Questions Independent Recruiters Need to Ask Before Placing Their First Contract, Pt. 1
The majority of independent recruiters specialize in permanent placements. They maintain relationships with passive and active candidates and fill permanent roles for companies. Once a candidate is placed, the recruiter then moves on to other placements. However, the employment sector is changing, and temporary and contract roles are becoming more and more popular in today’s world—presenting a great opportunity to build a recurring revenue stream for your independent recruitment business!
As an independent recruiter, focusing solely on filling permanent roles may have worked well for years, but now, you may be noticing more and more of your clients are asking you to find them independent contractors (ICs) or temporary employees. Though you may respond to them that you don’t fulfill these services, you might be wondering whether it’s the right time to start filling contract roles.
Of course, many factors need to be considered before you decide to expand your services, and you likely have many questions to consider before you fill that first contract position, such as the ones below.
1. How Do I Pay These Workers?
When it comes to permanent placements, you don’t need to worry about paying the candidates you place. Once the employee has been hired, your work is done. The company pays the employees moving forward. This isn’t the case for temporary or contract workers. As the recruiter, you will be the one responsible for payroll on a weekly or bi-weekly basis.
What does this mean? You’ll need to pay careful attention to your cash flow, as you will likely need to pay the workers before clients pay their invoices. This could lead to financial instability. You will need to learn how to process payment in the state or jurisdiction the worker is placed, how to meet government requirements, how to process year-end/tax forms, and more. You’ll also need a system in place to process payroll and provide direct deposit.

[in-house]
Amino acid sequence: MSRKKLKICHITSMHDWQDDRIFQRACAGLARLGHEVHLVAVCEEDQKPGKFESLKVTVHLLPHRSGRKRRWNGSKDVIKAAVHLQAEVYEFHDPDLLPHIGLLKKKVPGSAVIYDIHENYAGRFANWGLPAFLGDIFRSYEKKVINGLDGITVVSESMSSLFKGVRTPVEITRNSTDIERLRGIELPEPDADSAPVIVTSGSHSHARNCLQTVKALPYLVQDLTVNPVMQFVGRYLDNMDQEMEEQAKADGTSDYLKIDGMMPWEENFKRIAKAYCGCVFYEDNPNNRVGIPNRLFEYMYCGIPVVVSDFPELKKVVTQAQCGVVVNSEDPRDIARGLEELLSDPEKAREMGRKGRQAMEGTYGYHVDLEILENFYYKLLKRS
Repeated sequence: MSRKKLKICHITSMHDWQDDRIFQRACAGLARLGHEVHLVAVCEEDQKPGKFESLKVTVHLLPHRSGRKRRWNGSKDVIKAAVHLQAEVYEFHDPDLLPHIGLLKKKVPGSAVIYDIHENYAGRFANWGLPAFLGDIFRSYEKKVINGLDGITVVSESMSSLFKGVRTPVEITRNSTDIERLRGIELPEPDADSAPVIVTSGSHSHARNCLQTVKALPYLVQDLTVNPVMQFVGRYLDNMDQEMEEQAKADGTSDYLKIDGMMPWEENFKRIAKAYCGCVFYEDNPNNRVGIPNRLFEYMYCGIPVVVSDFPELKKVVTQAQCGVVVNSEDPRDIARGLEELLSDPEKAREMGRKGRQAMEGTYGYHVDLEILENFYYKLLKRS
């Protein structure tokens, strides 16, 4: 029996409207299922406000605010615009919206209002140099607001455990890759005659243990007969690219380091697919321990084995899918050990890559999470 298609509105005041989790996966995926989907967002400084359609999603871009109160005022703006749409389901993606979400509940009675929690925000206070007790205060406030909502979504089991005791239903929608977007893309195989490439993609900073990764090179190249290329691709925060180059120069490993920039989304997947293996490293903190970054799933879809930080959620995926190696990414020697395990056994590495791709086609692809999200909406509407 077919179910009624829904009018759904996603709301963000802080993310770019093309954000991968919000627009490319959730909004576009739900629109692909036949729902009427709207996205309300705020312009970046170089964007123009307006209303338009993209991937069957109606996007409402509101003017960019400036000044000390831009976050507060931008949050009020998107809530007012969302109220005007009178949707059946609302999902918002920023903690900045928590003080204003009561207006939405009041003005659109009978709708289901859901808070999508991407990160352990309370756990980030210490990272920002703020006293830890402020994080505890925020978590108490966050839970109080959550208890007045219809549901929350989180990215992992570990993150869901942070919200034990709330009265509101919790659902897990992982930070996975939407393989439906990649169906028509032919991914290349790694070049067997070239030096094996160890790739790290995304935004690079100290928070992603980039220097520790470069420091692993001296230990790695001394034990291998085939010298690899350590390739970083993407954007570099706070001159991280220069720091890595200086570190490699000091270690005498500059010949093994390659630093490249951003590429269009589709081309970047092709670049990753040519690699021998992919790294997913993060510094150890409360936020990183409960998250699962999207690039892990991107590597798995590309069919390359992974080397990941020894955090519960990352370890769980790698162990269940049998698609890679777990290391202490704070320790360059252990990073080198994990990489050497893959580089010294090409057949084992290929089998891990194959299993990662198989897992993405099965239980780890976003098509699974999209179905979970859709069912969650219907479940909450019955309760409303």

2. What is the Cost of Payroll?
To keep your cash flow in check and ensure you’re paying your workers properly, you’ll also need to determine your cost of payroll. What are the payroll burdens you’ll face, such as tax remittances? How much time will you need to dedicate to payroll processing each week? Your payroll costs will also differ per position type, by state/country, etc. There are many factors to consider when it comes to the costs of payroll.
3. How Do I Determine if a Worker is an Employee or Should Be Treated as an Independent Contractor?
The government is cracking down on the misuse of independent contractors. It’s important to understand which factors determine whether a worker is an employee or contractor, so you can classify them properly for payroll, benefits, workers’ compensation, etc. Misclassifying independent contractors, whether on purpose (to save on the costs and burdens of payroll), or mistakenly, can be costly. Not only might you face lawsuits from employees, but you will likely also face hefty fines and penalties levied by the federal government.
Before placing your first contract role, it’s critical to ensure you have an IC classification system in place, so you can ensure you’re making the right decisions regarding their employment status. You’ll also need to ensure you’re reviewing statuses on a regular basis.
4. How Do I Handle Requirements for Workplace Safety?
Workplace safety is a top concern when you become the employer of contract workers on your clients’ sites. You will need to understand what paperwork you need, what insurance you need, and which type of health and safety training is required for the workers.
To learn what other questions independent recruiters need to ask before placing their first contract, click here!